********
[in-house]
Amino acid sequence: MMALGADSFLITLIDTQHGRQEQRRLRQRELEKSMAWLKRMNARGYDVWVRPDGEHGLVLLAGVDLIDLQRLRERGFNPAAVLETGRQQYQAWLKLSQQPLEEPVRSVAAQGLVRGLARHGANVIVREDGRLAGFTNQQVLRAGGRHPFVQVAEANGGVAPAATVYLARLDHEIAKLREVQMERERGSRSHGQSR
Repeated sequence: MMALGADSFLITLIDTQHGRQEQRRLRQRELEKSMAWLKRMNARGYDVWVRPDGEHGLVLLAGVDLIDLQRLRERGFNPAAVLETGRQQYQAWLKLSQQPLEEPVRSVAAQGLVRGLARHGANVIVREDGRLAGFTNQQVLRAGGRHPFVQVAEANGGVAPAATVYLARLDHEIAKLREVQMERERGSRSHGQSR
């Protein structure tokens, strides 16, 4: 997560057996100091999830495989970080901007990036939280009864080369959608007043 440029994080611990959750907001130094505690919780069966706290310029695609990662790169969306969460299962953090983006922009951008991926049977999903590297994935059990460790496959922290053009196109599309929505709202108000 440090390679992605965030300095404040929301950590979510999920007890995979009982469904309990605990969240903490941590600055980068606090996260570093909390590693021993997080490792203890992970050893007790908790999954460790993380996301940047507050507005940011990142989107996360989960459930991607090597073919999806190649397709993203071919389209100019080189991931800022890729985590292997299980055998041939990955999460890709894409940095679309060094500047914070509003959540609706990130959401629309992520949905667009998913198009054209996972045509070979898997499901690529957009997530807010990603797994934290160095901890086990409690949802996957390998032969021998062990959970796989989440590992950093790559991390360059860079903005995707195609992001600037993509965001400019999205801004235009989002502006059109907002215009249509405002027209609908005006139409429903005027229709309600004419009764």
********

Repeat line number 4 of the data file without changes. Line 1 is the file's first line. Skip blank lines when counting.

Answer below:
């Protein structure tokens, strides 16, 4: 997560057996100091999830495989970080901007990036939280009864080369959608007043 440029994080611990959750907001130094505690919780069966706290310029695609990662790169969306969460299962953090983006922009951008991926049977999903590297994935059990460790496959922290053009196109599309929505709202108000 440090390679992605965030300095404040929301950590979510999920007890995979009982469904309990605990969240903490941590600055980068606090996260570093909390590693021993997080490792203890992970050893007790908790999954460790993380996301940047507050507005940011990142989107996360989960459930991607090597073919999806190649397709993203071919389209100019080189991931800022890729985590292997299980055998041939990955999460890709894409940095679309060094500047914070509003959540609706990130959401629309992520949905667009998913198009054209996972045509070979898997499901690529957009997530807010990603797994934290160095901890086990409690949802996957390998032969021998062990959970796989989440590992950093790559991390360059860079903005995707195609992001600037993509965001400019999205801004235009989002502006059109907002215009249509405002027209609908005006139409429903005027229709309600004419009764």